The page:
So far, only one lawsuit against Matrixx over Zicam-related anosmia has gone to trial; it was settled in mid-2005 for a payment of undisclosed amount. In January 2006, without admitting any fault, Matrixx agreed to pay $12 million to settle a class-action lawsuit brought on behalf of 340 Zicam users who claimed they experienced loss of smell after using the cold remedy product.

In June 2009, however, the FDA issued an advisory cautioning consumers not to use Zicam brand nasal gel and nasal swabs because the agency "has received more than 130 reports of loss of sense of smell associated with the use of these Zicam products." The FDA also issued a warning to Matrixx informing the company that it could no longer market the specified nasal products until those products have been subjected to safety testing and FDA approval.

In response, Matrixx issued a statement asserting that its products are safe and that the FDA's actions were unwarranted. Nevertheless, it has withdrawn the products in question from the market.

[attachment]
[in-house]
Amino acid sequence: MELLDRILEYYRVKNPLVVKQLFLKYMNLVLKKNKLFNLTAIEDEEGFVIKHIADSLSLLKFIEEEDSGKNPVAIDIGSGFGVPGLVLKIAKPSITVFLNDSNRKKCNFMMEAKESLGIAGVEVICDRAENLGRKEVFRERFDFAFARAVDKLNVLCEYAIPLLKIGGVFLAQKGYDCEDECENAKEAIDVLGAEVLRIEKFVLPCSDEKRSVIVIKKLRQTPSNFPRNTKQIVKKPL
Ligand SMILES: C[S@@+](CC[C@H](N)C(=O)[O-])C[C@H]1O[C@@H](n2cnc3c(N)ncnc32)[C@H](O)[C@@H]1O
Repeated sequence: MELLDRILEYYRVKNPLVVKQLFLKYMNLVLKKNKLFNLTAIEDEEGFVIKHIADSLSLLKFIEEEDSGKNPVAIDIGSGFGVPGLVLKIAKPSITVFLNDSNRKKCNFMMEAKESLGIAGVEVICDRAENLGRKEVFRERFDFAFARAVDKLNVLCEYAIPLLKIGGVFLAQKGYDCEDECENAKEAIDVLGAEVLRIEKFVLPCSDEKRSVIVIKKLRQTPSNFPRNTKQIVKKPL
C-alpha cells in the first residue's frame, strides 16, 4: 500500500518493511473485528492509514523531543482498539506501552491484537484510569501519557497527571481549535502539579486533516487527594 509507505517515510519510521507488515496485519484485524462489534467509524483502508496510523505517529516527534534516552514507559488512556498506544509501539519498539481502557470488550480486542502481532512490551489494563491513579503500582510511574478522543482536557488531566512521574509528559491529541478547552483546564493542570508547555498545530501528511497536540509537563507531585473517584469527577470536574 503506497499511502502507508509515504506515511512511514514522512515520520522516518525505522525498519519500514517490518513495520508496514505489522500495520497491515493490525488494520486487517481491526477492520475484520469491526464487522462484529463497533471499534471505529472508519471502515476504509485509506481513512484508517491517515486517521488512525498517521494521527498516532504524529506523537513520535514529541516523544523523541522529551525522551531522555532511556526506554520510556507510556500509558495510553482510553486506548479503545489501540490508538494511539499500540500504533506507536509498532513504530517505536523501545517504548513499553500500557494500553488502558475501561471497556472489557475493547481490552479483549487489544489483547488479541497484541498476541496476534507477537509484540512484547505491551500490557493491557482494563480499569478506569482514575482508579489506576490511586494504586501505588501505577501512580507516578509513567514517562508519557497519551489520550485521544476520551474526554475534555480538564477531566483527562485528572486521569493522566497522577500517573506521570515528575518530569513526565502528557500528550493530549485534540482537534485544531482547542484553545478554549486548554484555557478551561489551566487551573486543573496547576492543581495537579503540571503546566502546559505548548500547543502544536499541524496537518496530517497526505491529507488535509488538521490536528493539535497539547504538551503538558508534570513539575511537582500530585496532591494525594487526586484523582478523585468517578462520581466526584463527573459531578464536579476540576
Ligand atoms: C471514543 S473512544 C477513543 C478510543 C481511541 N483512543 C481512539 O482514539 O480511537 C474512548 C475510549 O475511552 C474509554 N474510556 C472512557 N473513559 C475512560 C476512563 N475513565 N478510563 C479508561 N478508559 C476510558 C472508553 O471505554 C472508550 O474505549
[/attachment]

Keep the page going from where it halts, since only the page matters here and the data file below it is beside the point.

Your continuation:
Additional information:
    Matrixx Initiatives Reaffirms Safety of Intranasal Zicam Cold Remedy   Matrixx Initiatives Reaffirms Safety of Intranasal Zicam Cold Remedy
    Zicam Maker Settles Lawsuit Over Users' Loss of Smell   Zicam Maker Settles Lawsuit Over Users' Loss of Smell
Last updated:   22 February 2012

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Sources:

    Boodman, Sandra G.   "Paying Through the Nose."
    The Washington Post.   31 January 2006   (p. HE1).

    Boodman, Sandra G.   "Zicam: Smelling Trouble?"
    The Washington Post.   11 April 2006   (p. HE3).

    Davis, Erin Cline.   "An Element of Mystery in Zinc Cold Treatments."
    Los Angeles Times.   19 November 2007.

    Doheny, Kathleen.   "Fliers Try to Keep Colds at Bay with Remedies from A to Zinc."
    Los Angeles Times.   27 March 2005.

    Consumer Reports.   "Zicam: Safe Cold Cure?"
    January 2007   (p. 47).

    FDA.   "FDA Advises Consumers Not to Use Certain Zicam Cold Remedies."
    16 June 2009.